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The jobless rate has declined a bit in the last year, but among veterans who served in conflict since 2003, it is increasing. The unemployment rate for vets serving since the Iraq war began has risen 1.5 percentage points to more than 12 percent in the past year.

Many veterans say they face a tougher job market than civilians. Tom Tarantino spent a decade in the military, where he served in Iraq and led a platoon. But when he separated from the military in 2007, he spent nearly a year looking for a job.

What A Lack Of AIDS Funding Could Mean For Africa

Nov 30, 2011

The world's largest supporter of AIDS programs has made an ominous announcement: Due to the global financial crisis, it is well short of its fundraising goals.

The Global Fund to Fight AIDS, Tuberculosis and Malaria pays for more than half of the world's HIV medicine, and supports hundreds of education and advocacy programs worldwide. With World AIDS Day on Thursday, many are worried about what that means for the future of the war on AIDS.

Keeping Momentum In South Africa

A new survey finds a big disconnect when it comes to fertility. The age women think they can conceive a baby is far different from what their bodies are actually capable off. This poses an increasing problem, as more women wait longer than ever to have children.

Kate Donnellon Nail never imagined she'd have trouble conceiving. For one thing, people always tell the San Francisco musician she looks much younger than her 43 years.

"I work out regularly, I have a personal trainer," she says. "I've been doing yoga for 15 years."

Is NYPD Commissioner Raymond Kelly Bulletproof?

Nov 30, 2011

New York City is safer than it's been in generations, but there does seem to be an alarming jump in the crime rate inside the New York Police Department.

In the past two months, members of the country's biggest police force have been accused of fixing parking tickets, smuggling guns and even planting drugs on innocent people.

In October, the U.S. attorney in New York, Preet Bharara, charged five current NYPD officers with smuggling what they thought were stolen cigarettes and firearms as part of an FBI sting.

Too many states still inadvertently provide safe havens when it comes to sex trafficking — even when children on the streets bear the consequences. That's the conclusion of a new report released Thursday by the advocacy group Shared Hope International.

The study grades each state on whether it has laws to protect children who are pushed into the sex trade — and to punish the adults who seek out those services. Leaders of the group say there's lots of room for improvement. More than half of the states they examined got grades of D or F.

Occupy Wall Street protesters have been removed by police from public spaces in Los Angeles and Philadelphia this week. Some cities still have active 24-hour protests in place, though earlier this month the original Occupy encampment — on Wall Street — was also shut down.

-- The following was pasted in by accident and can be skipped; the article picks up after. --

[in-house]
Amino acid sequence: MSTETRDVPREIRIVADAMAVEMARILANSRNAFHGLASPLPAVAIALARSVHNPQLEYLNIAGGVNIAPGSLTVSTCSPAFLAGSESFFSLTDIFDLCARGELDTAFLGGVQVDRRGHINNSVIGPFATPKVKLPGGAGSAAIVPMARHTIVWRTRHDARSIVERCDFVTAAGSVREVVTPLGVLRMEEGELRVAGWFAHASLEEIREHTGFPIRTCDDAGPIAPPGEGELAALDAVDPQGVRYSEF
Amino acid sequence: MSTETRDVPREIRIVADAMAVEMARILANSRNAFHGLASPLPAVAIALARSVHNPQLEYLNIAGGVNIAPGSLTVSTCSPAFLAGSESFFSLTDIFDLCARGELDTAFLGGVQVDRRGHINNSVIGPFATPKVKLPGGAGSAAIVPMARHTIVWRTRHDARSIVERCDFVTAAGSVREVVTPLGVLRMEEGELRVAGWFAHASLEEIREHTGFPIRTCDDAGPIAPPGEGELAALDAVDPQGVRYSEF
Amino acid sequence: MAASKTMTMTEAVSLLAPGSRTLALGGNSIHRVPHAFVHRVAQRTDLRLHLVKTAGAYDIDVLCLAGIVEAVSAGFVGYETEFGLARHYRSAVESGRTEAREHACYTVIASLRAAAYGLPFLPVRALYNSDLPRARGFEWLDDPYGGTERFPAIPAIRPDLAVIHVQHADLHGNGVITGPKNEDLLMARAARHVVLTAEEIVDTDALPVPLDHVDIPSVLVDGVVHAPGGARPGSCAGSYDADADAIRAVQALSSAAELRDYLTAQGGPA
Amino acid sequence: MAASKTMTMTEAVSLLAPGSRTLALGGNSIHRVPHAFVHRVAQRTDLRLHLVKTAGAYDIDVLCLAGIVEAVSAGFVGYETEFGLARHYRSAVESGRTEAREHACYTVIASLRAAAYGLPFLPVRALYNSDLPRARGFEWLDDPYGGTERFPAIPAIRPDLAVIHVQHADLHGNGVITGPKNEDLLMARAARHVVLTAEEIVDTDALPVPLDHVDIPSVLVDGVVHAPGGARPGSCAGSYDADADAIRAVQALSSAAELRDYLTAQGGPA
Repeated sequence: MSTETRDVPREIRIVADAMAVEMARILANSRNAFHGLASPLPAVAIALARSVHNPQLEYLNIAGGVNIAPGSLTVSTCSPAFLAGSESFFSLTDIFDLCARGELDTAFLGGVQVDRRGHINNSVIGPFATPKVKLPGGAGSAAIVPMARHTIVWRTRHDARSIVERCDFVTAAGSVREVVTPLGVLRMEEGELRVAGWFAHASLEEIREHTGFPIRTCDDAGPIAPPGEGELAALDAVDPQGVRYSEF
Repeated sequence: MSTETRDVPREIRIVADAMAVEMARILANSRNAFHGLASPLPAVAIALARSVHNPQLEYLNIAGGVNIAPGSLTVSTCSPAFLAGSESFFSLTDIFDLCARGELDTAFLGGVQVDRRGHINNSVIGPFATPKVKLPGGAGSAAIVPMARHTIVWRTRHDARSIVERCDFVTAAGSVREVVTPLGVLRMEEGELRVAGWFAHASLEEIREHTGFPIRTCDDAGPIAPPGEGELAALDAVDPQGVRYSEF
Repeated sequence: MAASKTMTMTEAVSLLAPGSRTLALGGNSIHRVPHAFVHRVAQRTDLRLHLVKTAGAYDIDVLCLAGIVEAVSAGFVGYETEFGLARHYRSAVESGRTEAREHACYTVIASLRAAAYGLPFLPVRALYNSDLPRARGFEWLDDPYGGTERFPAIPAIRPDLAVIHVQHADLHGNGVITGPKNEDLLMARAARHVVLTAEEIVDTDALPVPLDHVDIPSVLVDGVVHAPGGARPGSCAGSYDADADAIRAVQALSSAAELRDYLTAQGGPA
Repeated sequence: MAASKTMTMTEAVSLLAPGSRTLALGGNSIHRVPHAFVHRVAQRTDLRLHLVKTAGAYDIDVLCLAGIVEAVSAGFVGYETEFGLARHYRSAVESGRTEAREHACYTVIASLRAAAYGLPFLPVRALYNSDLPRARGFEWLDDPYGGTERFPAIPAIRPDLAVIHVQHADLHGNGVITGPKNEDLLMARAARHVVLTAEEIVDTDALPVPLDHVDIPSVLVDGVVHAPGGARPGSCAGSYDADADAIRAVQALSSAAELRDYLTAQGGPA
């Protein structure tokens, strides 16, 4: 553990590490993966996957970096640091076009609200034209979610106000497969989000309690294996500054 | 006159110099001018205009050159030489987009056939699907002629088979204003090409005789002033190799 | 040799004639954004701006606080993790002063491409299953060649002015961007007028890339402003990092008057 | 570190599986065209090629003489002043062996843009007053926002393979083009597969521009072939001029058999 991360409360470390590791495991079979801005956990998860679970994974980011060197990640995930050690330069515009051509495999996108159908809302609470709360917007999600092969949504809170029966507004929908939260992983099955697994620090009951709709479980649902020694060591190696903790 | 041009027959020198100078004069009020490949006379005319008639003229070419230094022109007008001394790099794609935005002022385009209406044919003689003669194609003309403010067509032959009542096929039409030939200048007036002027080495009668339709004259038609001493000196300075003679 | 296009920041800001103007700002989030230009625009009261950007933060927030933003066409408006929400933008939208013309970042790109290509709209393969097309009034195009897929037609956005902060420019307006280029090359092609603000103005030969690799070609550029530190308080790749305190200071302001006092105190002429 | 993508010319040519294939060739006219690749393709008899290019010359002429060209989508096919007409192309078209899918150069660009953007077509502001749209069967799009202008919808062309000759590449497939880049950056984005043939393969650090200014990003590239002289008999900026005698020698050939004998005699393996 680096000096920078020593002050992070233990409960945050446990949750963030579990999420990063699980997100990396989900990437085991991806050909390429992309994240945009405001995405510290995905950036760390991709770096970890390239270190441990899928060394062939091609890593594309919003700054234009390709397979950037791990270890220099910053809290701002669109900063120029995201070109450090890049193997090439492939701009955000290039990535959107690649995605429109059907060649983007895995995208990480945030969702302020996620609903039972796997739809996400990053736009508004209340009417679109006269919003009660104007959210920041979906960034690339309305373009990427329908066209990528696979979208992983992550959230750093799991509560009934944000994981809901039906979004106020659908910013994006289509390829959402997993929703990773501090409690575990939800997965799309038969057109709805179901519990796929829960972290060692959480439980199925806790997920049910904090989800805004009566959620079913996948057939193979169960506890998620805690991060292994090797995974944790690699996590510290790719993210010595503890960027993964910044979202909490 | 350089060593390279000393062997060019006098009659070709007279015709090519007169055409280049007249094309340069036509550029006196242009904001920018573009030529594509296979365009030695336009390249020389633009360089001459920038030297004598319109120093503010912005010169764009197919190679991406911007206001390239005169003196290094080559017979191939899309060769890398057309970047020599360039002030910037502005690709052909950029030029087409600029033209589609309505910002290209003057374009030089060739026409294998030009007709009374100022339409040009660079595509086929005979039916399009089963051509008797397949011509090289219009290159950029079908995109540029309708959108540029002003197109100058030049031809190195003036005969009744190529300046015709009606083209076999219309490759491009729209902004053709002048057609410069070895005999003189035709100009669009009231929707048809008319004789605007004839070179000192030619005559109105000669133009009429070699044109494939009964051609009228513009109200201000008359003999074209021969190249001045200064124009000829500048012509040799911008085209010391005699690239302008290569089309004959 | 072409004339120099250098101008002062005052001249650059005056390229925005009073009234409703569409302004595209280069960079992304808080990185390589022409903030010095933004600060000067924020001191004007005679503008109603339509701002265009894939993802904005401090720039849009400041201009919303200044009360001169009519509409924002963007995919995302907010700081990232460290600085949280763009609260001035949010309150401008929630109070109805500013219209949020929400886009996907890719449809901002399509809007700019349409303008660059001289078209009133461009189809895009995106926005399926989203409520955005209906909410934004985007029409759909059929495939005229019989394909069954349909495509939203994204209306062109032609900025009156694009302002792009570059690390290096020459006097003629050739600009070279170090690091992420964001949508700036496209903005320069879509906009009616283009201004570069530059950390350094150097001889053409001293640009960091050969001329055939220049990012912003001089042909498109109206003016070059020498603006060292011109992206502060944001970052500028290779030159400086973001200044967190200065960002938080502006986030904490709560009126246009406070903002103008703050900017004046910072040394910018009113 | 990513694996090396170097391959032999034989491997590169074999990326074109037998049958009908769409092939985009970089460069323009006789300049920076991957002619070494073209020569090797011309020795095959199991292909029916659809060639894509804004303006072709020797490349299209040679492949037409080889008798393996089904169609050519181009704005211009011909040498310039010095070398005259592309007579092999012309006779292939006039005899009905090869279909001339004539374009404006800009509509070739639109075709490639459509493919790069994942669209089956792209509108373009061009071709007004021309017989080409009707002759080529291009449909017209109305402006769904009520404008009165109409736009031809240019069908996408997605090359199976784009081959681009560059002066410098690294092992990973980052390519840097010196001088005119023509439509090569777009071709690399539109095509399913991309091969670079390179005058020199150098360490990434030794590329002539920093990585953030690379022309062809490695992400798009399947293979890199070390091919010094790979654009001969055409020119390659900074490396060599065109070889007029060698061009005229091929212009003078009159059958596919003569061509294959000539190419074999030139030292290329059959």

Now activists in New York and elsewhere are talking about the movement's next phase, including the degree to which Occupy activists should get involved in the 2012 election.

A high-stakes gamble is playing out in Miami, where a Malaysian developer, the Genting Group, plans to spend more than $3 billion to build what it touts as the world's largest casino.

And that's just the opening bid. Other big names in the gaming industry have joined an effort to persuade Florida to approve what are being called "destination casinos."

But there are many opponents to expanding gambling in the state, including religious groups, hotels and restaurants, and The Walt Disney Co.

For Iranian-Americans, Sanctions Can Be A Minefield

Nov 30, 2011

At the beginning of last year, Mahmoud Reza Banki's future looked bright. He was a senior associate at the prestigious consulting firm McKinsey and Co., and had been accepted to the Wharton School of Business at the University of Pennsylvania.

But Banki, 35, was arrested in January 2010 and charged with accepting large money transfers from Iran that violated U.S. sanctions against that country.

This upcoming weekend, a team of German explosive experts and members of the army are scheduled to defuse an unexploded bomb found in the city of Koblenz in Germany. The bomb — with 3,000 pounds of explosives — is a remnant of World War II that emerged in the Rhine River because of low water levels.

As if that wasn't curious enough, authorities ordered half of the city's residents — 45,000 people — to leave, while they get the job done.

Der Spiegel reports:

Keeping off the pounds is tough at any age. Now seniors are getting a helping hand from the Centers for Medicare and Medicaid Services, which has announced that it will cover screening and counseling for obesity as a free preventive service for Medicare beneficiaries.

Coverage is effective immediately.

Iran has been dealing with economic sanctions for years, but the country could soon face measures tougher than anything it has encountered before: Legislation moving through the U.S. Congress would target the central bank of Iran, with the likely effect of severely limiting Iran's oil exports.

Such sanctions would almost certainly damage Iran's economy. The challenge would be to make sure other countries are not hurt as well, given the fragile state of the global economy and the tight global oil market.

We've heard a lot about Solyndra, a solar panel maker that went bankrupt despite lots of federal subsidies. But on Wednesday, a solar installation company and one of the country's biggest banks announced a billion-dollar project to put solar systems on the roofs of military housing. And they're doing it without the kind of federal help Solyndra got.

When SolarCity CEO Lyndon Rive came up with a plan to put solar on the rooftops of military housing around the country, he was sure he'd need federal backing to get loans for such a big project.